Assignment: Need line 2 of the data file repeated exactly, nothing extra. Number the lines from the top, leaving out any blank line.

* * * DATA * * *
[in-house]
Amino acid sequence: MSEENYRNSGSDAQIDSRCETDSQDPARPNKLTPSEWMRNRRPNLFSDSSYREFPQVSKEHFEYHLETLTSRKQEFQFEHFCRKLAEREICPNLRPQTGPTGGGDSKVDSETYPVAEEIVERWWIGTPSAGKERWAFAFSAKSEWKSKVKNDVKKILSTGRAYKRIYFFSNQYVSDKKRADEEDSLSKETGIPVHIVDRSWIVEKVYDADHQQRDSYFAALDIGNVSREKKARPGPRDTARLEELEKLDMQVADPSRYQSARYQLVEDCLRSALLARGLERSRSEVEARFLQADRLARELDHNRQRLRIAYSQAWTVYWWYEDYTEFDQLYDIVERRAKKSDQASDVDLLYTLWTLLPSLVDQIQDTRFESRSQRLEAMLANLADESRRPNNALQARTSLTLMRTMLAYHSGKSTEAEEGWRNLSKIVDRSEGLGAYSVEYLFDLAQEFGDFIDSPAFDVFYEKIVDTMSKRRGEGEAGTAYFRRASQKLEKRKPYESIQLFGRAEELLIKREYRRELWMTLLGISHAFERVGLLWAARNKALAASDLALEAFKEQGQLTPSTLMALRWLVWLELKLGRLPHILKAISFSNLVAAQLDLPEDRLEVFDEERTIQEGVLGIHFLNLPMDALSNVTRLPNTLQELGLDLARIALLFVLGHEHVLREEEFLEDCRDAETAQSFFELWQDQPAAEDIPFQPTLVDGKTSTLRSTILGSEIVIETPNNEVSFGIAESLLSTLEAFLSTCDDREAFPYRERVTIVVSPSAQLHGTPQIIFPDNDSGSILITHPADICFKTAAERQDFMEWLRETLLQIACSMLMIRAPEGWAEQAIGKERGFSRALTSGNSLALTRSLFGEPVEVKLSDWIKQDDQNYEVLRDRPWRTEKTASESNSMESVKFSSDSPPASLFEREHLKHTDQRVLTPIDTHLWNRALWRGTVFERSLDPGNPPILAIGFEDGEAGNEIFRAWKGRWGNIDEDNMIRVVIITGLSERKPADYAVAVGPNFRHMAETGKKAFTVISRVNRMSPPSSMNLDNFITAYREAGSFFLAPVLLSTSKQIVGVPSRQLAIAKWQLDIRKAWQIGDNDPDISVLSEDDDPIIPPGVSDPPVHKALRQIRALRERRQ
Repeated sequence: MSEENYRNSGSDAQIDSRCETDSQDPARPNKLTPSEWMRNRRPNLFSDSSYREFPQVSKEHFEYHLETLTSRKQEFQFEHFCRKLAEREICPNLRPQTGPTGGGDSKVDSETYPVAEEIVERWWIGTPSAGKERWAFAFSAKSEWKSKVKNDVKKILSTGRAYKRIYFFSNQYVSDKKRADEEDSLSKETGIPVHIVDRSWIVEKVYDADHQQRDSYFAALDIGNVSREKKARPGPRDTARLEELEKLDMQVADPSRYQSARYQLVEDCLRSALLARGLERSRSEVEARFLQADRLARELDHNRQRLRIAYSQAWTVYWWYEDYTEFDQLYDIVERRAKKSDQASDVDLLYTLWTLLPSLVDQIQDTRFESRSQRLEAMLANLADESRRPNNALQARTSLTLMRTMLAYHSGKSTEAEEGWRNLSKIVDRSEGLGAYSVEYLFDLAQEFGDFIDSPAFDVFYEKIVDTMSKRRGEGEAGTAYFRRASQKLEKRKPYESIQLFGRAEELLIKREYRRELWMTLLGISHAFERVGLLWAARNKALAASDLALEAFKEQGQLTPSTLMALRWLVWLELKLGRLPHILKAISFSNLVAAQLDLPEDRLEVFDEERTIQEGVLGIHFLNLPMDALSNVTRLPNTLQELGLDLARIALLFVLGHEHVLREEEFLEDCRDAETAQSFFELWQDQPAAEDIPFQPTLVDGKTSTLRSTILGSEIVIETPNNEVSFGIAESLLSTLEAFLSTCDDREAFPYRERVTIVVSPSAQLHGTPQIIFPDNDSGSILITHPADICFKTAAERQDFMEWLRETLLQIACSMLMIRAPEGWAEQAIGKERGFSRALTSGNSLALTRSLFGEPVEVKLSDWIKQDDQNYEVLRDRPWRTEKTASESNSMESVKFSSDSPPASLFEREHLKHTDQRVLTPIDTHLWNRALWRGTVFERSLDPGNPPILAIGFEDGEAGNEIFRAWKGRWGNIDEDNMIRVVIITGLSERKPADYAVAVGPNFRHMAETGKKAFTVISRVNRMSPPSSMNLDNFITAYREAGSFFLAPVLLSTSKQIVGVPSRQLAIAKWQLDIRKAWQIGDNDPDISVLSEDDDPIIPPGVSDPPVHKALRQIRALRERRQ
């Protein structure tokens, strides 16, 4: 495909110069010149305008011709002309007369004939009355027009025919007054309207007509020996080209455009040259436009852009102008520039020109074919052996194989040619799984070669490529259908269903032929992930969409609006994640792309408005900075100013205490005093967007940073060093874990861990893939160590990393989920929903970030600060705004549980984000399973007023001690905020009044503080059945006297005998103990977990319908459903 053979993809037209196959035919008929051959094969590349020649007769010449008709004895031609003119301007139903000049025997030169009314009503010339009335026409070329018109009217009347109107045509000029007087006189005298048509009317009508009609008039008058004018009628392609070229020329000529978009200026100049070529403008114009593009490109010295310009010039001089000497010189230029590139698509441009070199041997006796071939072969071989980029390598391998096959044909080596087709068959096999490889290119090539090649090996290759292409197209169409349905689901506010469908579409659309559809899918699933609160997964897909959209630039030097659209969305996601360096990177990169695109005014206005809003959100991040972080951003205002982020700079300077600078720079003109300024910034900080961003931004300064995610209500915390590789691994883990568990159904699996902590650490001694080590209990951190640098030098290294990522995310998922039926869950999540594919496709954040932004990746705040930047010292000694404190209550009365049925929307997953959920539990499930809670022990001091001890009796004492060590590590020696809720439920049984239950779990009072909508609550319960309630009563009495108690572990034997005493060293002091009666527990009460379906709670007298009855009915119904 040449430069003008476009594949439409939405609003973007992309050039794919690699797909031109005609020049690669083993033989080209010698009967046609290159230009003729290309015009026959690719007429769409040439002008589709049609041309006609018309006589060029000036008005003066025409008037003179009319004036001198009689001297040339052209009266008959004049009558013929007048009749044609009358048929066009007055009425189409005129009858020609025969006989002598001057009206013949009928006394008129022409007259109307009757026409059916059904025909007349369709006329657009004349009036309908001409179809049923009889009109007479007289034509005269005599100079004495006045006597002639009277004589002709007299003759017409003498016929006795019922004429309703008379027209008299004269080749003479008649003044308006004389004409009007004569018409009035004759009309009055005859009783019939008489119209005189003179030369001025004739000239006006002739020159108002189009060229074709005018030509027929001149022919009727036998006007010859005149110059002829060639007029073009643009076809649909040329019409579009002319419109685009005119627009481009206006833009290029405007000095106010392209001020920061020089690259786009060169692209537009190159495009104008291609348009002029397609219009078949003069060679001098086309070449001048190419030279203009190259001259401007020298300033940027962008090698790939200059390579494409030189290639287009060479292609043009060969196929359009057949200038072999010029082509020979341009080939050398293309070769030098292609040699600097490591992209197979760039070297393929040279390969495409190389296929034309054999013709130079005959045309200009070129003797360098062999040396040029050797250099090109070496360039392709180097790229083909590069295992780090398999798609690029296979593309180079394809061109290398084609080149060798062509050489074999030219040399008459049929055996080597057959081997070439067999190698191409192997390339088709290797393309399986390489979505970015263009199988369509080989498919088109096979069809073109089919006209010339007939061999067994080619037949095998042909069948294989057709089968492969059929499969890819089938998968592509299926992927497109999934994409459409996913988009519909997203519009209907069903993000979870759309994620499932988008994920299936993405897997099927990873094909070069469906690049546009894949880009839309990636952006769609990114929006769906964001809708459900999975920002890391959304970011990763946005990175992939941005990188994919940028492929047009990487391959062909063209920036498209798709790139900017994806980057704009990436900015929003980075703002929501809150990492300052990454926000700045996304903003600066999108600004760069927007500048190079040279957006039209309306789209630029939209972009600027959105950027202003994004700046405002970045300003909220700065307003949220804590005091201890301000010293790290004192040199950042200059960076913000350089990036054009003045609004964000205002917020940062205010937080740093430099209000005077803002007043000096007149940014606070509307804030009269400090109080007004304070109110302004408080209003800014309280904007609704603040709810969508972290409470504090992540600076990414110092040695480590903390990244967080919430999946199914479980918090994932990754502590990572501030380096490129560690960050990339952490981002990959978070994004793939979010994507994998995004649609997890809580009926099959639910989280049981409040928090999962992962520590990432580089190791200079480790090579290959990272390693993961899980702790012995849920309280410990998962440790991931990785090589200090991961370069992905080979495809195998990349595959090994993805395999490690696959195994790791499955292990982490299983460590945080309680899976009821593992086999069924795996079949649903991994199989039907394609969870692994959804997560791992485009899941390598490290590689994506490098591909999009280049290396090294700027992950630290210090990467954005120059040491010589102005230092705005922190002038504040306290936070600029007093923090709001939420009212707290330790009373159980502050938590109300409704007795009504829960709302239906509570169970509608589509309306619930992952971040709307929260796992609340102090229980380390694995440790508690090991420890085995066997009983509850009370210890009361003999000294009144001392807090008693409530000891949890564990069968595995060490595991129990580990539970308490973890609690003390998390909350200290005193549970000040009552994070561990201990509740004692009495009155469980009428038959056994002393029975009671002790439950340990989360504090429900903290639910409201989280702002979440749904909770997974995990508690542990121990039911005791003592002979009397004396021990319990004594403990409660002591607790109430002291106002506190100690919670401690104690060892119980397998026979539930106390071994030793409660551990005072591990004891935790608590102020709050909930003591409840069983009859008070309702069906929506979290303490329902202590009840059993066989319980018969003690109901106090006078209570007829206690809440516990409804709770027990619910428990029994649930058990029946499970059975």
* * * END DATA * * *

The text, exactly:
Amino acid sequence: MSEENYRNSGSDAQIDSRCETDSQDPARPNKLTPSEWMRNRRPNLFSDSSYREFPQVSKEHFEYHLETLTSRKQEFQFEHFCRKLAEREICPNLRPQTGPTGGGDSKVDSETYPVAEEIVERWWIGTPSAGKERWAFAFSAKSEWKSKVKNDVKKILSTGRAYKRIYFFSNQYVSDKKRADEEDSLSKETGIPVHIVDRSWIVEKVYDADHQQRDSYFAALDIGNVSREKKARPGPRDTARLEELEKLDMQVADPSRYQSARYQLVEDCLRSALLARGLERSRSEVEARFLQADRLARELDHNRQRLRIAYSQAWTVYWWYEDYTEFDQLYDIVERRAKKSDQASDVDLLYTLWTLLPSLVDQIQDTRFESRSQRLEAMLANLADESRRPNNALQARTSLTLMRTMLAYHSGKSTEAEEGWRNLSKIVDRSEGLGAYSVEYLFDLAQEFGDFIDSPAFDVFYEKIVDTMSKRRGEGEAGTAYFRRASQKLEKRKPYESIQLFGRAEELLIKREYRRELWMTLLGISHAFERVGLLWAARNKALAASDLALEAFKEQGQLTPSTLMALRWLVWLELKLGRLPHILKAISFSNLVAAQLDLPEDRLEVFDEERTIQEGVLGIHFLNLPMDALSNVTRLPNTLQELGLDLARIALLFVLGHEHVLREEEFLEDCRDAETAQSFFELWQDQPAAEDIPFQPTLVDGKTSTLRSTILGSEIVIETPNNEVSFGIAESLLSTLEAFLSTCDDREAFPYRERVTIVVSPSAQLHGTPQIIFPDNDSGSILITHPADICFKTAAERQDFMEWLRETLLQIACSMLMIRAPEGWAEQAIGKERGFSRALTSGNSLALTRSLFGEPVEVKLSDWIKQDDQNYEVLRDRPWRTEKTASESNSMESVKFSSDSPPASLFEREHLKHTDQRVLTPIDTHLWNRALWRGTVFERSLDPGNPPILAIGFEDGEAGNEIFRAWKGRWGNIDEDNMIRVVIITGLSERKPADYAVAVGPNFRHMAETGKKAFTVISRVNRMSPPSSMNLDNFITAYREAGSFFLAPVLLSTSKQIVGVPSRQLAIAKWQLDIRKAWQIGDNDPDISVLSEDDDPIIPPGVSDPPVHKALRQIRALRERRQ